Can you tell us about the history of the club?
The club has a long and illustrious history which I could go into detail about but we have a potted history on our website which explains far better than I ever could. We were established in 1885 and, while we are not the oldest, we believe we are the oldest continually-existing club in London. Probably our most famous former player is a certain Grandmaster Ray Keene. In fact, I found out the other day he lives nearby so I might knock on his door and try to persuade him to come along and get involved. Not as treasurer though, obviously. More recently GM Keith Arkell turned out for us, and we are hoping to persuade a big name or two this year to play for us. We’ll see. As far as our performance down the years is concerned, we’ve won the London League several times but perhaps not historically been one of its really strong clubs. We’re not a Cavendish or Wood Green. Although the last time we won it we did keep the trophy for six years. Ok, that was because of the war, but it still counts! Two years ago our first team won promotion to first division again after several decades out of the top tier and we are very proud of that. It was a big achievement for us but staying in it is tough: we narrowly escaped relegation last season may well be in the same dogfight this season. Until a few years ago we were also active in the Surrey League but we pulled out because it was hard getting people to go down to Dorking on a Wednesday night.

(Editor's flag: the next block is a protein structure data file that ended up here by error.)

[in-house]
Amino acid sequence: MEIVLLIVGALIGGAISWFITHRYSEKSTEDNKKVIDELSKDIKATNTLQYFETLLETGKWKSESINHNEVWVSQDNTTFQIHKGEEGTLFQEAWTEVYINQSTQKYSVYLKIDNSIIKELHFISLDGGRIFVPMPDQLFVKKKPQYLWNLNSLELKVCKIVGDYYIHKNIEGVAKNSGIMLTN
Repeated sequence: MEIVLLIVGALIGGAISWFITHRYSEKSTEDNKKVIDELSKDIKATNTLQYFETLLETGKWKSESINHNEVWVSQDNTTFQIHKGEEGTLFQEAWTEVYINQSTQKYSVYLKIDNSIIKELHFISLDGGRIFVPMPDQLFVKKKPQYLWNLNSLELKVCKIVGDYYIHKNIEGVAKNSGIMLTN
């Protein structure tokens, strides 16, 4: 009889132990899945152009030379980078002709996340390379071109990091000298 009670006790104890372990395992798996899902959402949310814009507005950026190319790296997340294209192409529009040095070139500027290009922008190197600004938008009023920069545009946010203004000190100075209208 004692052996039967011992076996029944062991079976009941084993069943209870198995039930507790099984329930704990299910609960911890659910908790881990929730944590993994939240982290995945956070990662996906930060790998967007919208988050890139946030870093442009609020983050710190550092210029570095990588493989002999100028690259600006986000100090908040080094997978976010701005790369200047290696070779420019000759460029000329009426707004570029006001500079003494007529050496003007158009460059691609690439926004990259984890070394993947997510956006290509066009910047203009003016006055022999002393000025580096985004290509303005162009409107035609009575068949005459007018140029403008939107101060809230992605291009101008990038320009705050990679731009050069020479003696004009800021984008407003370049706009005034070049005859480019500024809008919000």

Who are your fiercest rivals and why?!
Well, Hammersmith like to think they’re our rivals but honestly it’s a bit embarrassing really. They’re a little club, no history, their best team is only in div 3 of the London League and we beat them almost every time. It’s just… awkward. We humour them. Honestly, if you remember the TV series Bottom with Rik Mayall and Ade Edmondson, the Spammers (as we call them) are like Richie and Eddie – a complete shambles. Incidentally, Bottom was set in Hammersmith. The other day I saw a couple of guys playing chess in a care home – Hammersmith should probably try being rivals with them, they’ll have more success that way. Apart from those jokers, the nearest team in terms of geography is Streatham & Brixton but in my time at the club I’ve not noticed any rivalry with them. But then you wouldn’t pick a fight with a team from Streatham and Brixton, would you?
What is your favourite thing about the club?